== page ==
Old Kim, your not alone


Got a comment a couple of posts ago from a regular contributor and nursery person by the name of Old Kim. Here is the comment.

 "Driving up past Oregon’s Hines growing operation in Cornelius for the past 5 years going up the Gnos road for better plants, Hine’s acres were boring with standard old timers. Did I want to stop and inquire? I was in Boring Oregon. I’m in Wa and no one looks at the actual plant that was tenderly grown. Shoppers are snobs. Only a few care about plant adoration. Mostly the poor. I’m poor, my business is in the red with black back up. I’m in the black. My plant expertise is going down the drain. I’m screwed. Can make more money as a dim witted greater at Walmart. Ouch!"

Old Kim, you’re not alone! I have been in the nursery biz for over 30 years now. When I started there was no Home Depot, Lowe’s, or Wal Mart (on the west coast). People bought flowers in small cell packs with no blooms on them. They established better! We read Sunset Magazine because people would come in that weekend and want to do some of the things they saw in the mag. Becoming a certified nurseryperson was a big deal. Our meetings of the Peninsula Chapter of The California Association of Nurseryman we’re well attended, with entire staffs showing up. Yes, it was a different world.

So what now? What does an “old timer” do now? No one wants to fail.When I see huge corporations with all the brain power money can buy go belly up because of bad decisions it takes a little of the pressure off our small enterprise.

The nursery business has split up into different factions, with the mass producers and box stores servicing one faction and small independents servicing the other. When I started really listening to my customers and stopped thinking like an old nurseryman we started to see a change. My customers want to grow consumables, with some still wanting to landscape, but nothing like before.

We have never sold so much fertilizer, soil amendments, pest controls, annuals and perennials. Landscape shrubs and trees are dead in the water, in our area. Landscape designers are treading water. Landscape installation firms are sinking. Nurseries that serviced that crowd are vanishing. This is survival.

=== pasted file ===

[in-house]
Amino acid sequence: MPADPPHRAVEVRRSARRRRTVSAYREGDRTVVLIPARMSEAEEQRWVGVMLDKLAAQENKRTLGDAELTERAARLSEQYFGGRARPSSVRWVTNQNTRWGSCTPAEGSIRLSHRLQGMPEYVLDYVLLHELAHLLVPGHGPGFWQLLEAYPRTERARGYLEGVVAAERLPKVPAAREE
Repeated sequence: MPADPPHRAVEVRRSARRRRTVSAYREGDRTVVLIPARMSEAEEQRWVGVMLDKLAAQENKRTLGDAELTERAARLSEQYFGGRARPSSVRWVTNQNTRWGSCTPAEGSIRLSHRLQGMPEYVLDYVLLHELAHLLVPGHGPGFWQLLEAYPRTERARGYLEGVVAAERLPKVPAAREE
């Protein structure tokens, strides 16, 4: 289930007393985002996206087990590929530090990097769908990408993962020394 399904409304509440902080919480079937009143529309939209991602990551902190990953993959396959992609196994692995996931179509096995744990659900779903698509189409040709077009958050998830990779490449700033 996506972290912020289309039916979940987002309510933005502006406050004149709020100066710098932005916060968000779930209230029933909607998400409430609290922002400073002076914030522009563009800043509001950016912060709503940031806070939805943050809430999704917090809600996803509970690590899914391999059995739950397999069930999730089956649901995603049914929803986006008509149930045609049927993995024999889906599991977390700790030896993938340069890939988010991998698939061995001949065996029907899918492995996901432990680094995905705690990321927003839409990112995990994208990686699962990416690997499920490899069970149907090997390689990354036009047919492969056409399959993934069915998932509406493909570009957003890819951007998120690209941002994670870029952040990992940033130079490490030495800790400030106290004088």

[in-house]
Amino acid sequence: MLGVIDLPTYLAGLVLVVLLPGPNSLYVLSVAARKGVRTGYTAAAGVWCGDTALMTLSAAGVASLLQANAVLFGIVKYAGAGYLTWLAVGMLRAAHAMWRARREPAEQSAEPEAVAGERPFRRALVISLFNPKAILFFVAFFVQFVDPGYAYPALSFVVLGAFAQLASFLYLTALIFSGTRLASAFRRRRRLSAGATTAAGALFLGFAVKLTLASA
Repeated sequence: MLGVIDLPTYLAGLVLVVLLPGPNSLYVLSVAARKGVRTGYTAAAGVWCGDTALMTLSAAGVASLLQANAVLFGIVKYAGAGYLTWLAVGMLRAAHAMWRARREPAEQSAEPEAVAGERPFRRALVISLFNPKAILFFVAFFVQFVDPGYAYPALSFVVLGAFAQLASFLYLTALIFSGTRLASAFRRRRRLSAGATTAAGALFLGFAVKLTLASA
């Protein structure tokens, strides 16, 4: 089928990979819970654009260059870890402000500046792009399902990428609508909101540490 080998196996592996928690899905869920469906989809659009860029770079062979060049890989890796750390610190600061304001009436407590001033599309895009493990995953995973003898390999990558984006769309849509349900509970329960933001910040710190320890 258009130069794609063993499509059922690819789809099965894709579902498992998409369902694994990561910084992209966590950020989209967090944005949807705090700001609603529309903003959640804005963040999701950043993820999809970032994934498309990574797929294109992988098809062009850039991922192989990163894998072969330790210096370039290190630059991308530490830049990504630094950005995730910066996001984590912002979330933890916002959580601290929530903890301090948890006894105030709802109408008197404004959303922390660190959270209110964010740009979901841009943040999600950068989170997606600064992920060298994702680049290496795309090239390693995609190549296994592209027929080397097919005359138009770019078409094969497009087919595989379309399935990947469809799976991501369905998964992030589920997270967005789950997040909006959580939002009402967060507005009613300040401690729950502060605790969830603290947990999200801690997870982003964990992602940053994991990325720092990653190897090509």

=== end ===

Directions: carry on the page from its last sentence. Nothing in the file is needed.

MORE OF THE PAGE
Everywhere is different, and what we can do here in the mountains of northern California may be different where you live. When is the last time a 20 something male came into your store and purchased $300 in fertilizers? Let me remind you we do not sell Miracle-Gro. When is the last time a fifty year old female came in and bought the same fertilizers? They we’re going somewhere else before we started carrying what they wanted. I now carry six different potting soils. Why so many? People requested them and wouldn’t listen to my spiel about why they should buy what I wanted to sell them.

An old school chum on Facebook just loves to talk about his hydroponic setup on his deck. He post’s pictures of his outdoor garden there. That's his garden in the picture. Don’t pre-judge, as it is all vegetables. He just loves the results he gets from hydroponics. Could he buy his supplies from you? Why not?

When I started in the business in the late 70's we did not sell organics. That was something the hippies we're doing in the hills growing who knows what. Sure they we're growing herb(s), but they we're also growing food to eat. Well, fast forward, and organics are the happening thing in this biz. Gee, who saw that coming? Stop listening to the so called experts in our field. They really don't know what's going on any more than you or I. Our customers will tell us exactly what to do if we will listen.

I don’t want to give advice. What makes me qualified? I am just as confused at times as you are. “The times, they are a changing.” If we don’t change with them we are doomed. As I get older I realize the change, while uncomfortable at times is vital to keeping me young at heart. What will the garden center of the future look like? I don’t know. But I want to be a part of that future and make a difference.